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Exports Fall, Imports Flat as Trade War Hits Southern California Ports

The U.S.-China trade war is pounding the San Pedro Bay ports. Import volumes were essentially flat year over year in July as exports declined 5.1%.

The ports of Los Angeles and Long Beach, which together form the nation’s largest hub for cargo trade with China, imported 789,788 20-foot equivalent units — a standard measure for container cargo — in July. That was up a mere 0.5% from the 785,901 TEUs that passed through the hub in July 2018.

On the export side, the ports handled 272,994 TEUs, down from 287,739 during the same month in 2018.

This July’s imports were an improvement, however, compared to May and June of this year when import volumes declined during what is usually a ramping-up period ahead of the busy summer shipping season.

“The trade war is hitting the West Coast hard,” Mario Cordero, head of the Long Beach port, said in a statement announcing July volumes. “For more than a year, the supply chain has bent under the weight, and there’s very little give left.”

Earlier this month, President Donald Trump announced new 10% tariffs on an additional $300 billion worth of Chinese goods that will go into effect Sept. 1. The new levies come on top of a 25% tariff already imposed on $250 billion worth of other imports – making nearly all goods coming from China subject to tariffs.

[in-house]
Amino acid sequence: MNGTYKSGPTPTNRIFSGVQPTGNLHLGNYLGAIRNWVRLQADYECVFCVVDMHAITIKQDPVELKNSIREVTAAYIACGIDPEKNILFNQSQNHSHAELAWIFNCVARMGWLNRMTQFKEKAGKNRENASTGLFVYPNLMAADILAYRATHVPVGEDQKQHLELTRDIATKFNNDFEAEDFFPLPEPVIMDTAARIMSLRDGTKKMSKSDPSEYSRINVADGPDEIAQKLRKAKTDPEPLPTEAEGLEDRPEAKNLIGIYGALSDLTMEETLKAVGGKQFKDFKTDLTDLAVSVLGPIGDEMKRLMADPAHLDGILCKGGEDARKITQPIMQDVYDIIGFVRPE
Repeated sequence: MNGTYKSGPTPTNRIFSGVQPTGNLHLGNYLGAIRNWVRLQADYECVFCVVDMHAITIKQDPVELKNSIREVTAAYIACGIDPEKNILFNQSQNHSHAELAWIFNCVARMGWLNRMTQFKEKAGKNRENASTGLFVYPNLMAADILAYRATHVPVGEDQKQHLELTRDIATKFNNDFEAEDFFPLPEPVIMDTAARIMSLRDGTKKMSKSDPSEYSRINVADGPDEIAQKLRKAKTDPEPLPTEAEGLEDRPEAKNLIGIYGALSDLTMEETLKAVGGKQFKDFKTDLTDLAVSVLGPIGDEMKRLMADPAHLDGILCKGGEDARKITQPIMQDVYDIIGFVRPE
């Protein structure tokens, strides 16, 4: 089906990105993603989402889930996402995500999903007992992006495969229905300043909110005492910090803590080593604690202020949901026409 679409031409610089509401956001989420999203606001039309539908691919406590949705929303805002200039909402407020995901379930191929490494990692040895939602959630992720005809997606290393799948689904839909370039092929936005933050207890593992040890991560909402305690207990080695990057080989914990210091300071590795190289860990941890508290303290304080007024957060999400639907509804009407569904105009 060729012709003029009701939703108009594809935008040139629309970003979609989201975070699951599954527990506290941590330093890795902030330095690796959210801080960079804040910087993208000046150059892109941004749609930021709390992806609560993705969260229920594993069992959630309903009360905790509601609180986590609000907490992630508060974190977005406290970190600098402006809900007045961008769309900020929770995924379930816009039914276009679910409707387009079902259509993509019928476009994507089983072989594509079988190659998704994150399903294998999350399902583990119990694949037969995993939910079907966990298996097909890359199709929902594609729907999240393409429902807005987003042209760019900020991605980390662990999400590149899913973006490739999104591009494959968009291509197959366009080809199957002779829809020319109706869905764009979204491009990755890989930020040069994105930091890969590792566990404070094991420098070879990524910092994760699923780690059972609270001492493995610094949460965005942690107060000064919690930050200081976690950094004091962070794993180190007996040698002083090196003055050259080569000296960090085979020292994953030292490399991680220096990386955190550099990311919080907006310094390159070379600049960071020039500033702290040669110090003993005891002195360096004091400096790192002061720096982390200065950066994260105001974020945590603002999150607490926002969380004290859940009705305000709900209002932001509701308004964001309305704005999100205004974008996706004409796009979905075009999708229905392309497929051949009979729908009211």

Trump has said the tariffs are proving to be a boon for the U.S. Treasury. But it’s U.S. distributors and retailers who pay the duties, often passing on the cost to customers.

“Los Angeles and Long Beach are so reliant on Asian trade that it’s certainly having an impact, especially when you look at exports,” said Jonathan Gold, head of supply chain policy at the National Retail Federation. “It’s the consumers who are going to pay at the end of the day.”

China has shot back, imposing its own tariffs in retaliation against the United States. This month, China halted agricultural imports – a blow to California farmers and the San Pedro Bay. Each year, China consumes billions of dollars’ worth of California-grown products like almonds and pistachios.

“Exports are getting crushed because of retaliatory tariffs by China,” Gold said.
Source: Los Angeles Business Journal

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